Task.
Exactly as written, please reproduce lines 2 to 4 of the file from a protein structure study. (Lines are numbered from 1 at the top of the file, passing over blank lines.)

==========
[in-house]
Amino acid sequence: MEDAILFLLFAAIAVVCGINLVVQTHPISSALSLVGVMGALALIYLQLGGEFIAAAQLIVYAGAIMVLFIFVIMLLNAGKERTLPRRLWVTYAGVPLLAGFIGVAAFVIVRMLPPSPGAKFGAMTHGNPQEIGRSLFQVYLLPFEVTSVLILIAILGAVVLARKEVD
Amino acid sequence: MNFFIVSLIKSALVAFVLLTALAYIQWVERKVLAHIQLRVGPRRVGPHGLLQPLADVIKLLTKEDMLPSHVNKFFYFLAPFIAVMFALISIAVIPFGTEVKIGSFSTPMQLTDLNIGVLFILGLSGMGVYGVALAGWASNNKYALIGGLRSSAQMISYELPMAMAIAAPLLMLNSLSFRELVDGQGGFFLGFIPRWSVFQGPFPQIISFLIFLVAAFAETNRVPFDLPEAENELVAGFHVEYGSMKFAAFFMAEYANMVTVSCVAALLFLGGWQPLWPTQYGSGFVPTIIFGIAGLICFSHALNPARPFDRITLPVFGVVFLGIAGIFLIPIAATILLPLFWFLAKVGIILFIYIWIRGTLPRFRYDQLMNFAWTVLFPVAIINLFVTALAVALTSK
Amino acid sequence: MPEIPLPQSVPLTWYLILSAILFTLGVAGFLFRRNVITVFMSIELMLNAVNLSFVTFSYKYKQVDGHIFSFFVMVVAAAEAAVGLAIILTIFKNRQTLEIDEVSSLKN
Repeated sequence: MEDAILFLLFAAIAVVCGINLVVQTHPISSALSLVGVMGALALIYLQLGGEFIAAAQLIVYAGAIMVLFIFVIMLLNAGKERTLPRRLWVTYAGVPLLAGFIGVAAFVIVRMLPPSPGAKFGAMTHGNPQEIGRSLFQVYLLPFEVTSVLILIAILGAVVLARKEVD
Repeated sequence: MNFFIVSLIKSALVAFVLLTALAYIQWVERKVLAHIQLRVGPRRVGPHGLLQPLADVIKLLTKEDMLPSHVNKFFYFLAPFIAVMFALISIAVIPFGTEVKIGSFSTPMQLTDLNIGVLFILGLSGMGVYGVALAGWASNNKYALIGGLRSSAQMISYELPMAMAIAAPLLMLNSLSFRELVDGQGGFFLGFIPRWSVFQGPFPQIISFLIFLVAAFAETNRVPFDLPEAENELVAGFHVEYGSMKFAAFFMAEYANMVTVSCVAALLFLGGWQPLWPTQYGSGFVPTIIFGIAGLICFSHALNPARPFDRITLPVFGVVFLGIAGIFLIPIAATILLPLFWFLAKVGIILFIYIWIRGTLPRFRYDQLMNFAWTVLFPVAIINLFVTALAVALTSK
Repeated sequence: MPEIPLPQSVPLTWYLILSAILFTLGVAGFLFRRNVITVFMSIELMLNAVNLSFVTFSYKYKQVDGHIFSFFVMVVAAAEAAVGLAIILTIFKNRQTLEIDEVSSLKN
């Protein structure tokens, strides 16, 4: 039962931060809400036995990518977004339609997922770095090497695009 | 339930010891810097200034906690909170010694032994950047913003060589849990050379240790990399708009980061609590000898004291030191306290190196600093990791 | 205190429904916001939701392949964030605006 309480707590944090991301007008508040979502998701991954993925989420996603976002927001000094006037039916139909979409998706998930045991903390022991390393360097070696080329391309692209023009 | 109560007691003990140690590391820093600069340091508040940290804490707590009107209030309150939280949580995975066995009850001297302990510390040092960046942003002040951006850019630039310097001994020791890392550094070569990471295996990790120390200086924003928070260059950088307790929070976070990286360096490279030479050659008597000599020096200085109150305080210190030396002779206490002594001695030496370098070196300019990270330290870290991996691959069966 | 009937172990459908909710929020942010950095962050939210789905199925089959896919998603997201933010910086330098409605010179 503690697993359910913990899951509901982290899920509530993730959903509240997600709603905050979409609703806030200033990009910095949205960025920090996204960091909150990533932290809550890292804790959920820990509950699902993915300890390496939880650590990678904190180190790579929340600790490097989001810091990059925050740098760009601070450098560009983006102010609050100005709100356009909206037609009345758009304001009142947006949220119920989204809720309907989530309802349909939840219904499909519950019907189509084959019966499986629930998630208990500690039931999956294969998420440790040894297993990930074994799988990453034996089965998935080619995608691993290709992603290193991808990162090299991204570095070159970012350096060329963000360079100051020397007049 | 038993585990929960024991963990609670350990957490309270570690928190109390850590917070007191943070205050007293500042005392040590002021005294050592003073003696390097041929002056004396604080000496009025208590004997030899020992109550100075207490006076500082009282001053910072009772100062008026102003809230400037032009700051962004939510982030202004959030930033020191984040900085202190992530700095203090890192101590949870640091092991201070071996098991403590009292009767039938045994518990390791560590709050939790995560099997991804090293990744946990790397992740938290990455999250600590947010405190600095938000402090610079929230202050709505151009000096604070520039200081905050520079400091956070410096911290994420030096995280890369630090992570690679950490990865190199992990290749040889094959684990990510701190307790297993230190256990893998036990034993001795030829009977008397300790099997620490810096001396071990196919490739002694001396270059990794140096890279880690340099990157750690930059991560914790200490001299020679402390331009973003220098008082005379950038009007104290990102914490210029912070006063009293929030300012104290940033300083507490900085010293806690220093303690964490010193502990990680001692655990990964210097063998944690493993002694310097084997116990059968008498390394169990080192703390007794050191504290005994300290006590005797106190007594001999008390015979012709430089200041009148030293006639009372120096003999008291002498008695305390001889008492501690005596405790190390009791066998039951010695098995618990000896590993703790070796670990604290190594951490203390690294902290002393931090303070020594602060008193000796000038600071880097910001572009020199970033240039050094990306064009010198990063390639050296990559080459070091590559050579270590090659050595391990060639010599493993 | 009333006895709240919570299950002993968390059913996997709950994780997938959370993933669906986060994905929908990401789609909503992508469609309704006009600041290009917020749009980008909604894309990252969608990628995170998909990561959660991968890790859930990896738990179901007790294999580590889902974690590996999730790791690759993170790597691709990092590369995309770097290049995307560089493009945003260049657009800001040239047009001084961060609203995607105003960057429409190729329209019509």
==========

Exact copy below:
Amino acid sequence: MEDAILFLLFAAIAVVCGINLVVQTHPISSALSLVGVMGALALIYLQLGGEFIAAAQLIVYAGAIMVLFIFVIMLLNAGKERTLPRRLWVTYAGVPLLAGFIGVAAFVIVRMLPPSPGAKFGAMTHGNPQEIGRSLFQVYLLPFEVTSVLILIAILGAVVLARKEVD
Amino acid sequence: MNFFIVSLIKSALVAFVLLTALAYIQWVERKVLAHIQLRVGPRRVGPHGLLQPLADVIKLLTKEDMLPSHVNKFFYFLAPFIAVMFALISIAVIPFGTEVKIGSFSTPMQLTDLNIGVLFILGLSGMGVYGVALAGWASNNKYALIGGLRSSAQMISYELPMAMAIAAPLLMLNSLSFRELVDGQGGFFLGFIPRWSVFQGPFPQIISFLIFLVAAFAETNRVPFDLPEAENELVAGFHVEYGSMKFAAFFMAEYANMVTVSCVAALLFLGGWQPLWPTQYGSGFVPTIIFGIAGLICFSHALNPARPFDRITLPVFGVVFLGIAGIFLIPIAATILLPLFWFLAKVGIILFIYIWIRGTLPRFRYDQLMNFAWTVLFPVAIINLFVTALAVALTSK
Amino acid sequence: MPEIPLPQSVPLTWYLILSAILFTLGVAGFLFRRNVITVFMSIELMLNAVNLSFVTFSYKYKQVDGHIFSFFVMVVAAAEAAVGLAIILTIFKNRQTLEIDEVSSLKN